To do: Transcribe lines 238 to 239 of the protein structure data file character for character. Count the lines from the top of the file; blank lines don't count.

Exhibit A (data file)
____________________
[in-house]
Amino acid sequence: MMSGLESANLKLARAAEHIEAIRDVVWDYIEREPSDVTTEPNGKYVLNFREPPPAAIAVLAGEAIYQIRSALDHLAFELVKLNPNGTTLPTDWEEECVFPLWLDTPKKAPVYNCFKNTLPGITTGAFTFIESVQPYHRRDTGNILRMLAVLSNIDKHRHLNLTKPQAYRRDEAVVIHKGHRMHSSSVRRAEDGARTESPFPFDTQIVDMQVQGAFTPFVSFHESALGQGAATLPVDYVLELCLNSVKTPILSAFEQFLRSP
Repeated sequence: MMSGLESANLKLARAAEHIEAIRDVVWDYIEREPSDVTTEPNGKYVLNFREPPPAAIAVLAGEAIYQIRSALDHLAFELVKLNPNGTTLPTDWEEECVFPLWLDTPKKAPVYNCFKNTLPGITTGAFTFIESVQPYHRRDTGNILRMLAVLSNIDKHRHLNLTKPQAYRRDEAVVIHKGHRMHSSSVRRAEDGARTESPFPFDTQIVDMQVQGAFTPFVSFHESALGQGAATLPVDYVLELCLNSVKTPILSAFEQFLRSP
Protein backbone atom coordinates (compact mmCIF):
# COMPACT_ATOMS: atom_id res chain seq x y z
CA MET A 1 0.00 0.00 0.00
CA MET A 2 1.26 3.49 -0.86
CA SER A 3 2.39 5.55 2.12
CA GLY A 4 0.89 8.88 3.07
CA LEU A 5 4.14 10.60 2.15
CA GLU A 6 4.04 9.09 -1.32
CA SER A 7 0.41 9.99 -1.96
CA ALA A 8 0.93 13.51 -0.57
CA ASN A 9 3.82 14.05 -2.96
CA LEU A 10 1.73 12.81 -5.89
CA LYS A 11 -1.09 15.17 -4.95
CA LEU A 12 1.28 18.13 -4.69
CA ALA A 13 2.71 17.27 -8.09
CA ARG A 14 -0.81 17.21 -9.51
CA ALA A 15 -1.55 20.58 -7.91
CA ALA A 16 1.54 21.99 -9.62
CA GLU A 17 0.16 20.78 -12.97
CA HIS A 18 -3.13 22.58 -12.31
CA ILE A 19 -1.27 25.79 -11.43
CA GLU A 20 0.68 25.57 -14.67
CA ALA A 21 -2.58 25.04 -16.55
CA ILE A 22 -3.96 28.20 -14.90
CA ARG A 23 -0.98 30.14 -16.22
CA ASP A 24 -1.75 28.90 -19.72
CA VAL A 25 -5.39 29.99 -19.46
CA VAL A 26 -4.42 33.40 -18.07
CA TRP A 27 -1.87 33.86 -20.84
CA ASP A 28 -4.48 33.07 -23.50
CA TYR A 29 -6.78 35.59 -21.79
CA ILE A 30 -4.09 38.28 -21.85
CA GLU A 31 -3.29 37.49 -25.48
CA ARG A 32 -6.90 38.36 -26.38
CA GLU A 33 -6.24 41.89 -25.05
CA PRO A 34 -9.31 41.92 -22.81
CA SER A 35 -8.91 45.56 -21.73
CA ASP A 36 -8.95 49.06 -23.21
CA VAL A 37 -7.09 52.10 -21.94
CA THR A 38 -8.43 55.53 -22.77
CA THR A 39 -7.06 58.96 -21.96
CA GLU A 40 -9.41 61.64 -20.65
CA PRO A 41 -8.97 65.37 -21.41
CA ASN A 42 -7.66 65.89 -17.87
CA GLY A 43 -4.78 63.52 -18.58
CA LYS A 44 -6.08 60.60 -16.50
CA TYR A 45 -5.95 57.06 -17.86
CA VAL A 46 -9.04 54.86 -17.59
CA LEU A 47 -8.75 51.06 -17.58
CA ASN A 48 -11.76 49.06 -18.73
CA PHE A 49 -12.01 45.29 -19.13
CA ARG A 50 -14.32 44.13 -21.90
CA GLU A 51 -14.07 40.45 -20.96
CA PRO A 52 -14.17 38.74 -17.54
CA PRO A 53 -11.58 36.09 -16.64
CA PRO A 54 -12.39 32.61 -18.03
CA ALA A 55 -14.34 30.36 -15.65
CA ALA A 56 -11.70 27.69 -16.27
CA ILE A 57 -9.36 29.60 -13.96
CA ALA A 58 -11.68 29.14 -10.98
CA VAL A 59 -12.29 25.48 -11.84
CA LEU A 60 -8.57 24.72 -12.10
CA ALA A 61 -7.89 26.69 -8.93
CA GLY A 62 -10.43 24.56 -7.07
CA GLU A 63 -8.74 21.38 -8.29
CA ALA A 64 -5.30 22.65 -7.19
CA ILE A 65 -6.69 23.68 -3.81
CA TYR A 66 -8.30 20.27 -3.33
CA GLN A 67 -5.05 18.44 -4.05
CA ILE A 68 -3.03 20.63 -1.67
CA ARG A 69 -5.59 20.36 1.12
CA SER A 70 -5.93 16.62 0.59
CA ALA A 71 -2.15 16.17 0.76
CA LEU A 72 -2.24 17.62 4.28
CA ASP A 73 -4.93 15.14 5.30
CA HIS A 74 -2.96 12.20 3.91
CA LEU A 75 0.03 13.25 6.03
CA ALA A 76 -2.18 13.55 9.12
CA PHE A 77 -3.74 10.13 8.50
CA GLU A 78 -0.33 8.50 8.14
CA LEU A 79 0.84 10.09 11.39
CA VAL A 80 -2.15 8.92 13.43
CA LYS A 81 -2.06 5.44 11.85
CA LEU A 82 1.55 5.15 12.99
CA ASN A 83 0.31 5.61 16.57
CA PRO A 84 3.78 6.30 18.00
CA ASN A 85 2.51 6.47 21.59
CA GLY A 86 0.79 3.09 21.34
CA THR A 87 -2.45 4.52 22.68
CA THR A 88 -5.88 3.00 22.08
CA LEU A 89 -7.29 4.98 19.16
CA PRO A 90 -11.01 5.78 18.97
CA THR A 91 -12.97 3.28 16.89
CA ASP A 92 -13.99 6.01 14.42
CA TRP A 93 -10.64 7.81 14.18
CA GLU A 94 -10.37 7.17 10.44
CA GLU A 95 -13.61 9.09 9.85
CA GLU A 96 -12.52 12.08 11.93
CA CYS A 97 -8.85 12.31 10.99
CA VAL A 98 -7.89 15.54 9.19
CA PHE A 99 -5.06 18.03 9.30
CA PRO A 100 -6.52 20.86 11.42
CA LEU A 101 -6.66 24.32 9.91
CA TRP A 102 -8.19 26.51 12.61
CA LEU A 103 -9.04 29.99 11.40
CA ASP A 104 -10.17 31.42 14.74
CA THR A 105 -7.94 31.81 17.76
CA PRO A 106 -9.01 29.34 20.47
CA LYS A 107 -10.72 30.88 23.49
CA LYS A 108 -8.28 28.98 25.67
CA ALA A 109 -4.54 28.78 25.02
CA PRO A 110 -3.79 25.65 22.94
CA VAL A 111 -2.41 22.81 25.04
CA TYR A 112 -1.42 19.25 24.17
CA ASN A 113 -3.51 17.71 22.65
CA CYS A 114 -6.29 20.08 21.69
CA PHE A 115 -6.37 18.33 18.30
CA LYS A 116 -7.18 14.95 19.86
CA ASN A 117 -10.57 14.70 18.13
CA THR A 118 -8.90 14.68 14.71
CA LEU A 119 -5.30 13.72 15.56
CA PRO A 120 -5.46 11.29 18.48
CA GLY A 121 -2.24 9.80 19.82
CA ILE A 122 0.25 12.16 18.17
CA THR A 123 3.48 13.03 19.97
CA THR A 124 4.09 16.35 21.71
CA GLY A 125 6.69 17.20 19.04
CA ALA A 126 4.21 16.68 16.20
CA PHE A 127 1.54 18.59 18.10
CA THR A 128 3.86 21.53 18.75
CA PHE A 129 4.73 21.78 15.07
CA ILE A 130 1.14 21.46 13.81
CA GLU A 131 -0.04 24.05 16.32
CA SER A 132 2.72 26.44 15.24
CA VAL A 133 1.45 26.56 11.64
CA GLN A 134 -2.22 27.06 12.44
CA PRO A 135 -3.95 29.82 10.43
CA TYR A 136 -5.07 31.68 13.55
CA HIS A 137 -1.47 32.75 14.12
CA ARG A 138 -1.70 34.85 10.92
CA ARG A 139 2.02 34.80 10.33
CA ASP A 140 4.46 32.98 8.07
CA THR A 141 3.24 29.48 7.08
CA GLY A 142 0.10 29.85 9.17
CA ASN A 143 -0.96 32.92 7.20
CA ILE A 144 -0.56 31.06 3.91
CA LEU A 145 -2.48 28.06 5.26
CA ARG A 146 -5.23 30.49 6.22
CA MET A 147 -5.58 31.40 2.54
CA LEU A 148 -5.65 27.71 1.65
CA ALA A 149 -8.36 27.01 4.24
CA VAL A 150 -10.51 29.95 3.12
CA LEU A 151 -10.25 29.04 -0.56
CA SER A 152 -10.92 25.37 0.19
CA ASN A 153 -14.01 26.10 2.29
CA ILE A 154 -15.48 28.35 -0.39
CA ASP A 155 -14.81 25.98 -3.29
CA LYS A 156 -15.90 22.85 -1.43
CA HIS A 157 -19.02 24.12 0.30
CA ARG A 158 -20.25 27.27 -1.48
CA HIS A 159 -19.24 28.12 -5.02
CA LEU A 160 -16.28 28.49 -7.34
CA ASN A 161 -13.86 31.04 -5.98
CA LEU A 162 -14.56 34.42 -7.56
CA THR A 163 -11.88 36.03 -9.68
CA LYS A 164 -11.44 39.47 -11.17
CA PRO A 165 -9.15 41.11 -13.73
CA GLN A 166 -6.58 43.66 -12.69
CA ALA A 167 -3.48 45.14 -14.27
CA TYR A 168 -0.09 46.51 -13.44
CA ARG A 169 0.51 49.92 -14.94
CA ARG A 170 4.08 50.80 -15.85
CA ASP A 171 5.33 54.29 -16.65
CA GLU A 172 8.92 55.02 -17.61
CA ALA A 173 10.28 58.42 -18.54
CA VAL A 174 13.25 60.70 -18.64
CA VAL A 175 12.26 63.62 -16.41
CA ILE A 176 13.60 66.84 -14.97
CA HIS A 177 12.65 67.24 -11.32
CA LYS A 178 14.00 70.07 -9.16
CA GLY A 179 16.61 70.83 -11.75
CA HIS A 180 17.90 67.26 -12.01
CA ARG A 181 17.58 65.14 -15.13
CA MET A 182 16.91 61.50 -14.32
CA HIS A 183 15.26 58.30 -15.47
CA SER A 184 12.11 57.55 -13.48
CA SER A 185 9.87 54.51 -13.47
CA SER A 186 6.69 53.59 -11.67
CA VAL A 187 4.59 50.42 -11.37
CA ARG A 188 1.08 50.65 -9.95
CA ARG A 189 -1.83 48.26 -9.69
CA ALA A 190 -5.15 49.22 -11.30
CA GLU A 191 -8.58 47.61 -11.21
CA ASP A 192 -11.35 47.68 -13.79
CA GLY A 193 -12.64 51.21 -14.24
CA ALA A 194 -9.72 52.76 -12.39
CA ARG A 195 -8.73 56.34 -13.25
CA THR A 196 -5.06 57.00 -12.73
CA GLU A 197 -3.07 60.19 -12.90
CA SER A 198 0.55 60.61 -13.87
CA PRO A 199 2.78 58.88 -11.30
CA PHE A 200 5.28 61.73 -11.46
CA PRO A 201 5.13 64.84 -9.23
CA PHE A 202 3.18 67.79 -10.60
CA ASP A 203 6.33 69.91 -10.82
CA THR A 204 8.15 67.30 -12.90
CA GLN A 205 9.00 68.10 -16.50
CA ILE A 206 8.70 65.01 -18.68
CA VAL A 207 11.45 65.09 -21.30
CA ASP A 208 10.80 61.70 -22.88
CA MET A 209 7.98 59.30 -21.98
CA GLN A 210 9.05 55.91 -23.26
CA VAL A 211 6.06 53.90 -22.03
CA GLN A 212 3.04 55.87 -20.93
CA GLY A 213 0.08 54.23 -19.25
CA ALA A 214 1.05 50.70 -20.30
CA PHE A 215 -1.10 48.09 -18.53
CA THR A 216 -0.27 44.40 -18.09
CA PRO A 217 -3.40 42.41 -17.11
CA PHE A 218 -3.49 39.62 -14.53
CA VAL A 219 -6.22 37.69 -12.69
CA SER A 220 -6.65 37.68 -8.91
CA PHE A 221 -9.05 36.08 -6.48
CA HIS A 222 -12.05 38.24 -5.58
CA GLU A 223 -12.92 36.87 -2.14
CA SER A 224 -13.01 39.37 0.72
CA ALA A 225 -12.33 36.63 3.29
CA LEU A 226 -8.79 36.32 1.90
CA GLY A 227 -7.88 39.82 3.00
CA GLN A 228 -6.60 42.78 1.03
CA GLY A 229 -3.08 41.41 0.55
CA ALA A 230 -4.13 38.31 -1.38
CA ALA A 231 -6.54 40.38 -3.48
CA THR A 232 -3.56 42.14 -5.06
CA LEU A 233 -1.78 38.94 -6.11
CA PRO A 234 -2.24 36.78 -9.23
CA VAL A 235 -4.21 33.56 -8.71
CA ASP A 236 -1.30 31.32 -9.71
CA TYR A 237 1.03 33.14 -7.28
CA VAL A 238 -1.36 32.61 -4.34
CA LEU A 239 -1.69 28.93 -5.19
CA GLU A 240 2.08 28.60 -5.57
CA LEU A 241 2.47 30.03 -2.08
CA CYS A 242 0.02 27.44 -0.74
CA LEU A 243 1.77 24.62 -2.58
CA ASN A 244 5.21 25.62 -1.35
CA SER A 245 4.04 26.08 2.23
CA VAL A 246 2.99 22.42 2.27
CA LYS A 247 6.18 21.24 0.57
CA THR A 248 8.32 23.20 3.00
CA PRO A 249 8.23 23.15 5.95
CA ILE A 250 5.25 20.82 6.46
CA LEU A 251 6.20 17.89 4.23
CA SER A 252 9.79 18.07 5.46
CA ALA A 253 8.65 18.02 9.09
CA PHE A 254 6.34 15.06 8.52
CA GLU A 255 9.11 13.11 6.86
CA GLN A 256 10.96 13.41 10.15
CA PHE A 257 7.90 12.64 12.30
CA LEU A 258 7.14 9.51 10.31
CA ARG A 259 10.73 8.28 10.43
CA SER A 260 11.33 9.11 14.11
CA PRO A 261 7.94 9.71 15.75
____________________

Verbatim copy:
CA LEU A 233 -1.78 38.94 -6.11
CA PRO A 234 -2.24 36.78 -9.23